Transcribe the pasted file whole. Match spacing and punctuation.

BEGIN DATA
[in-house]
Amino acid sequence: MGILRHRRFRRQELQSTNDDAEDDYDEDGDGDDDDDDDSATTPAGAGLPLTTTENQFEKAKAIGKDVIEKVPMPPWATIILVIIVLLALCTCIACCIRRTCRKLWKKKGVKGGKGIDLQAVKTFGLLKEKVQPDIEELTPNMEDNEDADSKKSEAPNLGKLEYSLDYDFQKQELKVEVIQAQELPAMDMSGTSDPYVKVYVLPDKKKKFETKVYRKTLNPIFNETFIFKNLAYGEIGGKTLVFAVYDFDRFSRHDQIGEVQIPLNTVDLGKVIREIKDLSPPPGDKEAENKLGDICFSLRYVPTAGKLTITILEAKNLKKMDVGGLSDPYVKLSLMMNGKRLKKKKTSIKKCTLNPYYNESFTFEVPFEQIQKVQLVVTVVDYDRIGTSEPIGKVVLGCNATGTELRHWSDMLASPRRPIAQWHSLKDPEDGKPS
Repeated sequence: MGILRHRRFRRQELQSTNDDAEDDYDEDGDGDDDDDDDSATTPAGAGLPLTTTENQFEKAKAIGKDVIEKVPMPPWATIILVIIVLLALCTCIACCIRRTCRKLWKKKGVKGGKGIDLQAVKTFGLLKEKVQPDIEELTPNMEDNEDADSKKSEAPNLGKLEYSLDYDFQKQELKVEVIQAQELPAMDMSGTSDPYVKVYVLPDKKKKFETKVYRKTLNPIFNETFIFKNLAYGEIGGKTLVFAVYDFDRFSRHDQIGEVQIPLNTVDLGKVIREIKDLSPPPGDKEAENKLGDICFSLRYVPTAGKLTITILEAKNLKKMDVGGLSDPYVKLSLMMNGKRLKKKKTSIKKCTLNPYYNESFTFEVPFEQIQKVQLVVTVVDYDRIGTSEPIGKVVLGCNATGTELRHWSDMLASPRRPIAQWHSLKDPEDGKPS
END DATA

[in-house]
Amino acid sequence: MGILRHRRFRRQELQSTNDDAEDDYDEDGDGDDDDDDDSATTPAGAGLPLTTTENQFEKAKAIGKDVIEKVPMPPWATIILVIIVLLALCTCIACCIRRTCRKLWKKKGVKGGKGIDLQAVKTFGLLKEKVQPDIEELTPNMEDNEDADSKKSEAPNLGKLEYSLDYDFQKQELKVEVIQAQELPAMDMSGTSDPYVKVYVLPDKKKKFETKVYRKTLNPIFNETFIFKNLAYGEIGGKTLVFAVYDFDRFSRHDQIGEVQIPLNTVDLGKVIREIKDLSPPPGDKEAENKLGDICFSLRYVPTAGKLTITILEAKNLKKMDVGGLSDPYVKLSLMMNGKRLKKKKTSIKKCTLNPYYNESFTFEVPFEQIQKVQLVVTVVDYDRIGTSEPIGKVVLGCNATGTELRHWSDMLASPRRPIAQWHSLKDPEDGKPS
Repeated sequence: MGILRHRRFRRQELQSTNDDAEDDYDEDGDGDDDDDDDSATTPAGAGLPLTTTENQFEKAKAIGKDVIEKVPMPPWATIILVIIVLLALCTCIACCIRRTCRKLWKKKGVKGGKGIDLQAVKTFGLLKEKVQPDIEELTPNMEDNEDADSKKSEAPNLGKLEYSLDYDFQKQELKVEVIQAQELPAMDMSGTSDPYVKVYVLPDKKKKFETKVYRKTLNPIFNETFIFKNLAYGEIGGKTLVFAVYDFDRFSRHDQIGEVQIPLNTVDLGKVIREIKDLSPPPGDKEAENKLGDICFSLRYVPTAGKLTITILEAKNLKKMDVGGLSDPYVKLSLMMNGKRLKKKKTSIKKCTLNPYYNESFTFEVPFEQIQKVQLVVTVVDYDRIGTSEPIGKVVLGCNATGTELRHWSDMLASPRRPIAQWHSLKDPEDGKPS